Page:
Personality inclinations and habits may also predispose the individual to focus on some meaning variables and overlook others.  For example, OCD or anality may enhance interest in meaning dimensions of state, structure and time” (p. 166)

There are sections on meaning making by animals and plants.  Kreitler (2022) writes:  

Meaning in animals is a highly challenging theme.  It suffices to mention the range of species to which the theme refers, the evolutionary scale over which it spreads, the complexity of the factors that make up the communication networks in animals, and the total dependence on nonverbal means of expression and communication which are partly unique to animals.  All these features testify to the important role communication fulfills in the realm of animals. (p. 167)  

Communicating meaningfully is critical for survival of the species.  There have been rich advances in this space to understand how various animals communicate using motion, using expression, using voice, using chemicals, using electrical signals, and others.  [Remember that insects are animals.] 

Figure 3.  Communicating Whale


Plants also communicate, but this area of study has required expanded research methods to capture the relevant data.  Plants use “odorous volatile organic compounds” including “fatty acid derivatives, phenylpropanoids/benzenoids, amino acid derivatives, and terpenoids” and then through electrical signaling and “mycorrhizal root networks” based on various research studies (p. 176).  The richness of meaning-making is thought to advance with new technologies, scientific methods, and other changes. 

Figure 4.  Blue-Gold Tree


Meaning System:  Input of Stimuli, Output of Meaning

“The Structure and Functioning of Meaning” (Ch. 7) uses a systems approach to understand meaning.  If systems are comprised of “components, structure, purpose or function, environment, boundary, input and output,” the construct can be applied to meanings where “the components are meaning variables that represent cognitive contents and processes, the structure is in terms of clusters based on the meaning variables and their interrelations; the purpose is to generate and process meaning; the boundary is belonging to the sphere of cognition; the input are stimuli of all different kinds; the output is meanings” (p. 192).  This chapter presents a visual schematic of “the circumplex model of meaning dimensions” (p. 195), which includes sophisticated ideas, but the visualization looks like it might have been created on a typewriter.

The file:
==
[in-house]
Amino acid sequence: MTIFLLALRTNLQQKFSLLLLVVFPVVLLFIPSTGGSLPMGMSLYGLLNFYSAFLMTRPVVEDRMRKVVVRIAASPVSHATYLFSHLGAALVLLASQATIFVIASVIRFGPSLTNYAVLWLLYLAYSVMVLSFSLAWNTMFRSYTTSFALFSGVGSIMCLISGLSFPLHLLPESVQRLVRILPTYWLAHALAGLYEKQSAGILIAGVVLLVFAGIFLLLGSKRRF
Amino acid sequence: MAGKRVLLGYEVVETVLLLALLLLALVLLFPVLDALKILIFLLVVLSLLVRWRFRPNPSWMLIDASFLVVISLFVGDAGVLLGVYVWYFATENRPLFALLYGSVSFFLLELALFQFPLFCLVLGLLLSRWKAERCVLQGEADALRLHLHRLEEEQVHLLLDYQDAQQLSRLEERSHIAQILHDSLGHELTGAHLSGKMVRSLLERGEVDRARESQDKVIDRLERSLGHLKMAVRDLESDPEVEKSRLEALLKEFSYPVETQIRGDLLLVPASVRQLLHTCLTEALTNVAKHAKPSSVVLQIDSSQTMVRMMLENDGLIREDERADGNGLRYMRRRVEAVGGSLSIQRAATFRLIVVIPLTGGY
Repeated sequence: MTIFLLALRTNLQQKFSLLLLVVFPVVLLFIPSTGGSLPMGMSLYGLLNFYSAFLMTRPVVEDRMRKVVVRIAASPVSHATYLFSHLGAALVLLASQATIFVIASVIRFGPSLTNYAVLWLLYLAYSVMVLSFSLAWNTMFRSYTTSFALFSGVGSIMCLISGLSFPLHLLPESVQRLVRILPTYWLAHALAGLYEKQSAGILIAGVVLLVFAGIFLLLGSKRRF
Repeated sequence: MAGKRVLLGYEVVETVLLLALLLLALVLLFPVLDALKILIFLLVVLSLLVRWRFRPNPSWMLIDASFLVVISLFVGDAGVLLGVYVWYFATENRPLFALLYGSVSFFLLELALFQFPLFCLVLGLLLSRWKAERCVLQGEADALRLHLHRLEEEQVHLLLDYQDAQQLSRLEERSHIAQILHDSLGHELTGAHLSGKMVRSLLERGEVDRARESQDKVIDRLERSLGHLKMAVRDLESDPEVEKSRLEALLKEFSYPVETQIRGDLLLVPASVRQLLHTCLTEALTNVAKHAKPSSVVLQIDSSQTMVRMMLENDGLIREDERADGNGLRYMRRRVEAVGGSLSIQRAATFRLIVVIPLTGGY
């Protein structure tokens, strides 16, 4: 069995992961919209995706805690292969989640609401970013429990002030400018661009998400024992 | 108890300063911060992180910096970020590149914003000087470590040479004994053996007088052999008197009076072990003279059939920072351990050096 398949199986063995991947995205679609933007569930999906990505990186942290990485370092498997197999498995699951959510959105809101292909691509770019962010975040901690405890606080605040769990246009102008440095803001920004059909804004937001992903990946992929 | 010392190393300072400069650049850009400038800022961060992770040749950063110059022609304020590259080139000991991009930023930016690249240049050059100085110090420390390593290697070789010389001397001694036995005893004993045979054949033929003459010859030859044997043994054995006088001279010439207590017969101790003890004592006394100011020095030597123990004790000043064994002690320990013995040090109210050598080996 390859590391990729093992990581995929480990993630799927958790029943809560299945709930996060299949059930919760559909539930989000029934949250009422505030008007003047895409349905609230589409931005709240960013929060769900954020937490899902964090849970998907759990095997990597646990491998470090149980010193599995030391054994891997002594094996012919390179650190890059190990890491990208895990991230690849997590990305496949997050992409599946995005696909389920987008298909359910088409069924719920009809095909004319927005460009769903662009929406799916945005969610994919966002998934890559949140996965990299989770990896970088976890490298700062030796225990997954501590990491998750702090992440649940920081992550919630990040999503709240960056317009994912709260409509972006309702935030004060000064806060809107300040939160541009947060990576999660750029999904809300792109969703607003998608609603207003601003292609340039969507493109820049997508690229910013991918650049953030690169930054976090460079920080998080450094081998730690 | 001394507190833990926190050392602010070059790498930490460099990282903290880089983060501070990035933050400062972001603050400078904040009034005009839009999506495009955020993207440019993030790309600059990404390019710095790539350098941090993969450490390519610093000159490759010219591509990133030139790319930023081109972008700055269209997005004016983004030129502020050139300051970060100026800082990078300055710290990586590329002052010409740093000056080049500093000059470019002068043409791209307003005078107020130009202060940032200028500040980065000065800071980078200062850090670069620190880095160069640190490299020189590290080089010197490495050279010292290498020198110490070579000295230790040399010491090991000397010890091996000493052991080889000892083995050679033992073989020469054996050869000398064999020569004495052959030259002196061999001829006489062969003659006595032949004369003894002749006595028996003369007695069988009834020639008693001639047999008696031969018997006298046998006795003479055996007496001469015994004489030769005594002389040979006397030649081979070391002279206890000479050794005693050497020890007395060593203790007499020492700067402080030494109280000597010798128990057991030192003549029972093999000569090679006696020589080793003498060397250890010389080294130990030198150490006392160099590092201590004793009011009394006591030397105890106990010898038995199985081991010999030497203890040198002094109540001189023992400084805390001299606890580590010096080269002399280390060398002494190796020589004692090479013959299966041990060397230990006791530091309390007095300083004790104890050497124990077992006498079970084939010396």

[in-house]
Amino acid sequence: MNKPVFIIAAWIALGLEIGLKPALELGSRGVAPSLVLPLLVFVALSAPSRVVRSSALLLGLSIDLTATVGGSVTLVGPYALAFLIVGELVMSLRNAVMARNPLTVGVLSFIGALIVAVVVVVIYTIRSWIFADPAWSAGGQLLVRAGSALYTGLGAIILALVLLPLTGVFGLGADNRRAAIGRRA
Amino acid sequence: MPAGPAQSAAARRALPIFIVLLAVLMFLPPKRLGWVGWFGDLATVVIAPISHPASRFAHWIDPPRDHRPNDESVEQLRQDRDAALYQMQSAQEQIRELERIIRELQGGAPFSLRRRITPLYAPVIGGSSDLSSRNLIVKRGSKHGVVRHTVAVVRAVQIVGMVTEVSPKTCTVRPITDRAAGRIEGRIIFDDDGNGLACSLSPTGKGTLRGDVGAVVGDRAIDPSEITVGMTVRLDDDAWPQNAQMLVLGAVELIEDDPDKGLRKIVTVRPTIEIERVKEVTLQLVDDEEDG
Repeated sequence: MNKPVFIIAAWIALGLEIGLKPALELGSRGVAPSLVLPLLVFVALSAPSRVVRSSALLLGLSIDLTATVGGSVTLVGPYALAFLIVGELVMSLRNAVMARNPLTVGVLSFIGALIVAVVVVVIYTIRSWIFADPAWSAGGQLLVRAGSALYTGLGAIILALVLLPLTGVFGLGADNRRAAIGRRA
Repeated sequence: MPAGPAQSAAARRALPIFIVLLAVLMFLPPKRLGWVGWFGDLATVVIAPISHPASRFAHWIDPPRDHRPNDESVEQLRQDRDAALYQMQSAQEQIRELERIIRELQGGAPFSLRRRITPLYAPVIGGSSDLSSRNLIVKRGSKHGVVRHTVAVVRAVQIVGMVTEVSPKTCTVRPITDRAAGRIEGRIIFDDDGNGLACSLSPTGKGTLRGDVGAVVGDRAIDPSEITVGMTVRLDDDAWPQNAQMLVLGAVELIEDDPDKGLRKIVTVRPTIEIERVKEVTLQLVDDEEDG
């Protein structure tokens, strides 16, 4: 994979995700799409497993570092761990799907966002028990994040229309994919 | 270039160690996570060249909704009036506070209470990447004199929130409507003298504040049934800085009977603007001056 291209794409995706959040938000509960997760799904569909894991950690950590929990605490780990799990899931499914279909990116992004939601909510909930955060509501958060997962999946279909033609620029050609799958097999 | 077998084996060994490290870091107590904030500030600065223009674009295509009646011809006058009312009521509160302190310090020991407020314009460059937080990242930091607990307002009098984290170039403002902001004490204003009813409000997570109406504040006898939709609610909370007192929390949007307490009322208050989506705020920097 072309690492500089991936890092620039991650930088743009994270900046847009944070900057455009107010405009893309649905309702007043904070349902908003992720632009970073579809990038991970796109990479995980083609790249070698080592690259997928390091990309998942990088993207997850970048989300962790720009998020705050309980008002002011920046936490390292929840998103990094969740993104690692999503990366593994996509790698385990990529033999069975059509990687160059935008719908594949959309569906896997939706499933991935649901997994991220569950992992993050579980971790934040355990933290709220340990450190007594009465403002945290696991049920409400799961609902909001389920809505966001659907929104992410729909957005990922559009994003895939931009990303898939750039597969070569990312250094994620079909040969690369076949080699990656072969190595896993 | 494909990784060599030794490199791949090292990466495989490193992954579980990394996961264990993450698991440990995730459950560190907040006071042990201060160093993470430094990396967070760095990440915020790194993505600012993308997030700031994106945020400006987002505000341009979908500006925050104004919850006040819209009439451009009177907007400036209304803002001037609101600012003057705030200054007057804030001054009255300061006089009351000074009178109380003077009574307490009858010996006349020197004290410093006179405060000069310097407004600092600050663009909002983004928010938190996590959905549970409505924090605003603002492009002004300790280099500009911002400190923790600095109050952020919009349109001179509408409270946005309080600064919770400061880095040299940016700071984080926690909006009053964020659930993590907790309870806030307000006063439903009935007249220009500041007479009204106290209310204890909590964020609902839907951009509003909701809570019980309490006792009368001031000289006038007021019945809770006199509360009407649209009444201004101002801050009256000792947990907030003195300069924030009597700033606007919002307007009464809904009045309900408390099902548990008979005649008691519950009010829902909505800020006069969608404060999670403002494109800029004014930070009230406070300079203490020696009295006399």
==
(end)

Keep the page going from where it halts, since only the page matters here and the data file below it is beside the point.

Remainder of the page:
Exploring How Meaning is Made

People constantly construct meanings about the world around them, in some cases without much self-awareness of that process, in “The Construction of Meaning” (Ch. 8).  People see meaning as “simply something that is there, as much as air or other self-evident constituents of reality” (p. 209).  The study of human making of meaning may broaden understandings of the mechanics.  The author writes:  

Even in those cases when we assume or feel that we simply retrieve meanings and use them without construction, some degree of construction actually takes place, at least in regard to adjusting the retrieved meaning to the present situation.  Meaning construction goes on even without intent or consciousness on the individual’s part.  (Kreitler, “The Construction…,” 2022, p. 210)  

Meaning making is a sequential and stepwise process, with prior steps affecting subsequent ones and affecting understandings.  Some types of meaning making following particular patterns.  New meanings are additive and build on prior meanings.  Meanings are informed by “the individual’s personal tendencies of meaning and the different properties of the situation, such as familiar objects or inputs, verbal context and behavioral requirements” (p. 212).